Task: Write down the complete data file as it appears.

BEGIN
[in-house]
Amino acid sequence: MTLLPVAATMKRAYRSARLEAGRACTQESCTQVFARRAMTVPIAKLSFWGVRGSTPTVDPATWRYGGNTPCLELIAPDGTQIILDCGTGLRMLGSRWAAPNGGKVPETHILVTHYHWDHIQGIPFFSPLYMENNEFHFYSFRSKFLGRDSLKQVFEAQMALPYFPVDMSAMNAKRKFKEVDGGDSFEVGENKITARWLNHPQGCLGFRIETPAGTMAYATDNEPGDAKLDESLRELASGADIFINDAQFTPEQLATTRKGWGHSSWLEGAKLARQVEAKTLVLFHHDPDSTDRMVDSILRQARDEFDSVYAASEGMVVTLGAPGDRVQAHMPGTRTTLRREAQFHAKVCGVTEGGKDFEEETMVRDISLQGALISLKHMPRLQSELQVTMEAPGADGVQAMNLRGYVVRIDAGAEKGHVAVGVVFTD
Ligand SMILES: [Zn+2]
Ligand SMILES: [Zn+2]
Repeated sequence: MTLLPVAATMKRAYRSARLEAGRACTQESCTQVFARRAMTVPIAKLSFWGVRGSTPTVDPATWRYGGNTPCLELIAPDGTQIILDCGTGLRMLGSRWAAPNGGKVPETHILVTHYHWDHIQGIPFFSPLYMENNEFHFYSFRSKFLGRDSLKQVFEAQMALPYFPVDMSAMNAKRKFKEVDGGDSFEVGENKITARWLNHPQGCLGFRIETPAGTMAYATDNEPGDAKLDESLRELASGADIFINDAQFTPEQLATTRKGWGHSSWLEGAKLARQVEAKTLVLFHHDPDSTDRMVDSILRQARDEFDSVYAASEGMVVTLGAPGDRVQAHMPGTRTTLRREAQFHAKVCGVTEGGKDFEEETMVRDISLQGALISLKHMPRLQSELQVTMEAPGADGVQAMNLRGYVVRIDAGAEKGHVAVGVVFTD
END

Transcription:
[in-house]
Amino acid sequence: MTLLPVAATMKRAYRSARLEAGRACTQESCTQVFARRAMTVPIAKLSFWGVRGSTPTVDPATWRYGGNTPCLELIAPDGTQIILDCGTGLRMLGSRWAAPNGGKVPETHILVTHYHWDHIQGIPFFSPLYMENNEFHFYSFRSKFLGRDSLKQVFEAQMALPYFPVDMSAMNAKRKFKEVDGGDSFEVGENKITARWLNHPQGCLGFRIETPAGTMAYATDNEPGDAKLDESLRELASGADIFINDAQFTPEQLATTRKGWGHSSWLEGAKLARQVEAKTLVLFHHDPDSTDRMVDSILRQARDEFDSVYAASEGMVVTLGAPGDRVQAHMPGTRTTLRREAQFHAKVCGVTEGGKDFEEETMVRDISLQGALISLKHMPRLQSELQVTMEAPGADGVQAMNLRGYVVRIDAGAEKGHVAVGVVFTD
Ligand SMILES: [Zn+2]
Ligand SMILES: [Zn+2]
Repeated sequence: MTLLPVAATMKRAYRSARLEAGRACTQESCTQVFARRAMTVPIAKLSFWGVRGSTPTVDPATWRYGGNTPCLELIAPDGTQIILDCGTGLRMLGSRWAAPNGGKVPETHILVTHYHWDHIQGIPFFSPLYMENNEFHFYSFRSKFLGRDSLKQVFEAQMALPYFPVDMSAMNAKRKFKEVDGGDSFEVGENKITARWLNHPQGCLGFRIETPAGTMAYATDNEPGDAKLDESLRELASGADIFINDAQFTPEQLATTRKGWGHSSWLEGAKLARQVEAKTLVLFHHDPDSTDRMVDSILRQARDEFDSVYAASEGMVVTLGAPGDRVQAHMPGTRTTLRREAQFHAKVCGVTEGGKDFEEETMVRDISLQGALISLKHMPRLQSELQVTMEAPGADGVQAMNLRGYVVRIDAGAEKGHVAVGVVFTD